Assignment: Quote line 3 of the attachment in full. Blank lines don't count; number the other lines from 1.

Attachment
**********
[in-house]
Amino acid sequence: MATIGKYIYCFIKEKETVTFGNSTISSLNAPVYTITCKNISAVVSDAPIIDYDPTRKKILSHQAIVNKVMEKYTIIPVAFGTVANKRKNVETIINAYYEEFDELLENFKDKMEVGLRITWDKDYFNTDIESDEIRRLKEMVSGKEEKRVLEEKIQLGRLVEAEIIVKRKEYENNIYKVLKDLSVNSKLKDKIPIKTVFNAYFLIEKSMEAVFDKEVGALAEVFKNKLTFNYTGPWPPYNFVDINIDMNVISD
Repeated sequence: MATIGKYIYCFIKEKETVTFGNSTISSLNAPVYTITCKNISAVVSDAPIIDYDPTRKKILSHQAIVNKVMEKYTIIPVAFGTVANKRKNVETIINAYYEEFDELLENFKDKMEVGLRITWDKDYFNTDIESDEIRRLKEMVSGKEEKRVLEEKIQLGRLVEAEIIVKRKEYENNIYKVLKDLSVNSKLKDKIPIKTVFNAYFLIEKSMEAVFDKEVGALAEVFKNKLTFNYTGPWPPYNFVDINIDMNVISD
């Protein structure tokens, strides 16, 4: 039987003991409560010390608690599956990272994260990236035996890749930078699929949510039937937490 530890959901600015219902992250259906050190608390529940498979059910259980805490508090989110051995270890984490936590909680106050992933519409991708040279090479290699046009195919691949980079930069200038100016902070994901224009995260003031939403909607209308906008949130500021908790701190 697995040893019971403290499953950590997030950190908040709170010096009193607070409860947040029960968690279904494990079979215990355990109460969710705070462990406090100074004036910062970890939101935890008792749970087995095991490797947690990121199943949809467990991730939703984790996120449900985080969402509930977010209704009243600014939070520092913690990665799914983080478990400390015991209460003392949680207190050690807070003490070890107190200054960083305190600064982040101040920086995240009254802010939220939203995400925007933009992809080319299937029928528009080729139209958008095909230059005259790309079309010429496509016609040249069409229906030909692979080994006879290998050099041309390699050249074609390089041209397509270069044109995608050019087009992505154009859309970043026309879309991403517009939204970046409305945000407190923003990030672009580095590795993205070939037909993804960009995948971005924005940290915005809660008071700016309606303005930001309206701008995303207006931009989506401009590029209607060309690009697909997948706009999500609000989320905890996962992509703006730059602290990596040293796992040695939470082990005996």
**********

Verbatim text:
Repeated sequence: MATIGKYIYCFIKEKETVTFGNSTISSLNAPVYTITCKNISAVVSDAPIIDYDPTRKKILSHQAIVNKVMEKYTIIPVAFGTVANKRKNVETIINAYYEEFDELLENFKDKMEVGLRITWDKDYFNTDIESDEIRRLKEMVSGKEEKRVLEEKIQLGRLVEAEIIVKRKEYENNIYKVLKDLSVNSKLKDKIPIKTVFNAYFLIEKSMEAVFDKEVGALAEVFKNKLTFNYTGPWPPYNFVDINIDMNVISD